The New Zealand Railways Magazine, Volume 8, Issue 3 (July 1, 1933)
Letter to the Editor from a Country Bumpkin
I'm just a country bumpkin, down among my spuds and pumpkins,
But I sometimes sit a-scribbling with my pen.
For I'd like to write a ditty, all about the wicked city,
And the way it snares and ruins honest men.
But my thoughts keep coming wrong, sir,
For I'm feeling pretty strong, sir,
That the city's not as bad as people say;
For well do I remember,
I was up there one September,
And I really rather thought I'd like to stay.
And the thought comes with persistence,
In a former gay existence,
Oh, I must have been a “townie” born and bred.
As I'm hoeing out the weeds,
And I'm raking in the seeds,
How I wish that I might drive a car instead!
For the whirr of a machine,
And the odour of benzine,
Seem to get into my head and make me sing;
And rebellious thoughts come thronging,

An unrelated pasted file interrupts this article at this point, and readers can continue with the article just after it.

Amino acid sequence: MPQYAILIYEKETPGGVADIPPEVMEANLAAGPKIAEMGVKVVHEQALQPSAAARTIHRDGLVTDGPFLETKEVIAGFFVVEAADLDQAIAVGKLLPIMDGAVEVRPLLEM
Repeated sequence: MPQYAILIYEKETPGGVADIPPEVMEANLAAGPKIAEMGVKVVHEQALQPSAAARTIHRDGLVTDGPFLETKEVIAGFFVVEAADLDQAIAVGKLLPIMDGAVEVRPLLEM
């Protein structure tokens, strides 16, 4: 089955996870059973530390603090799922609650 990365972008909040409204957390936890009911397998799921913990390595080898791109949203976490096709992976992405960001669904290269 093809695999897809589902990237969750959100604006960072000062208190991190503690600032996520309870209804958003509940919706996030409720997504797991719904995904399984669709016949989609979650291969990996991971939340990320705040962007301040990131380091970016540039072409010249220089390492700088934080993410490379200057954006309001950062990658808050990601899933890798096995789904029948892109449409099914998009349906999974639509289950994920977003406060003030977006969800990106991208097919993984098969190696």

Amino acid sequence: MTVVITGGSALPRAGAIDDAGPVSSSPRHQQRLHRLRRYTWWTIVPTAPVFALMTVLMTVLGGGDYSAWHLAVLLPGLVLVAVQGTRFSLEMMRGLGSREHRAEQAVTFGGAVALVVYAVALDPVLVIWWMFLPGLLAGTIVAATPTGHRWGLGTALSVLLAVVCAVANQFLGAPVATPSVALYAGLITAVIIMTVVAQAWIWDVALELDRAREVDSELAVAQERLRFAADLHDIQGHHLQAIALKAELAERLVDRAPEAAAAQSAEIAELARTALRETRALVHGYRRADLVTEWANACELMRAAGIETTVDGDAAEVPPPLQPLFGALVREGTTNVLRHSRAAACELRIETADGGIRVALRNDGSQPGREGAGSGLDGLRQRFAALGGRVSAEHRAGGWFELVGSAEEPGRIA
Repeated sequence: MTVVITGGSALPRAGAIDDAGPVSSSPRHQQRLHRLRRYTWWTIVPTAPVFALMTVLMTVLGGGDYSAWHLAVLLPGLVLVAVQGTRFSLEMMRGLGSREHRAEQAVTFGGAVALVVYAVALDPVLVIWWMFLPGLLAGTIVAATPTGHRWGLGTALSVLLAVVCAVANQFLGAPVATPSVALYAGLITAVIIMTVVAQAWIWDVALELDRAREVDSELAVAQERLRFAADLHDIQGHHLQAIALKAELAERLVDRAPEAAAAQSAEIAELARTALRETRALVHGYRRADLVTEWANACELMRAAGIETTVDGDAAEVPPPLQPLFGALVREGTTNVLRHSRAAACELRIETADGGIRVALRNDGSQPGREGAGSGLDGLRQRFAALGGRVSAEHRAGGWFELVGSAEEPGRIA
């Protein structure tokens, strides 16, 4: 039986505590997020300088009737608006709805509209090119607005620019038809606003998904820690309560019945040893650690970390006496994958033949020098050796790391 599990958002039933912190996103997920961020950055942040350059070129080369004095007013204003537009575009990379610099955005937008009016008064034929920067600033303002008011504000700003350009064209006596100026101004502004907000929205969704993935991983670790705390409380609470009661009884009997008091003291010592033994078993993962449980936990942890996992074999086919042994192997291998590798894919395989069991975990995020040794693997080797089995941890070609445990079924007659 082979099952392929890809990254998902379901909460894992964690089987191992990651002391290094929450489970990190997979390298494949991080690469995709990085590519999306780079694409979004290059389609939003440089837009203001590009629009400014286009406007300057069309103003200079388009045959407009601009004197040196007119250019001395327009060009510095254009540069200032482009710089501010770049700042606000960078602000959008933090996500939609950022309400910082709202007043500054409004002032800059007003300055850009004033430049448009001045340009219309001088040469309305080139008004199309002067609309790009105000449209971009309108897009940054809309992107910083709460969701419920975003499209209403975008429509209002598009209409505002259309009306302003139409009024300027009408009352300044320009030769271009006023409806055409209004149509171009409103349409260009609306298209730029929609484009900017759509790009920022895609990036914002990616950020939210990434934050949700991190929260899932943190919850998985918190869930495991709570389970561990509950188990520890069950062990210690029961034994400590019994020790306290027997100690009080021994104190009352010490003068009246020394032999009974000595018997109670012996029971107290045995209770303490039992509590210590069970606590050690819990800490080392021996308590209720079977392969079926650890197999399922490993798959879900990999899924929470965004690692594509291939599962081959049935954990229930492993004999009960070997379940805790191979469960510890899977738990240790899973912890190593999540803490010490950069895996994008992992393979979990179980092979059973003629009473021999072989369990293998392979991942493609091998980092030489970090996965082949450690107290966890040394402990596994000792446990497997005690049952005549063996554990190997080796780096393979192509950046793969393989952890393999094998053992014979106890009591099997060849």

And my heart is filled with longing,
And I seem to feel the city's just the thing.
Yes, I love the avid city,
With its girls so pert and pretty,
And the glitter and the glamour and the glare;
And the crowds so mixed and merry,
And the rush for tram and ferry,
And the light and life and laughter everywhere.
Oh, I know the country's best,
For our health and all the rest,
And on our cheeks it puts a ruddy glow,
But the city seems to beckon,
And some morning soon, I reckon,
I'll simply have to pack my swag and go!
Yes, I know the city's bad,
And I know it's very sad
The way the country sons desert the sod;
But those cows I can't abide, sir,
Now, I'll lay my pen aside, sir,
So, good-bye, from your respectful
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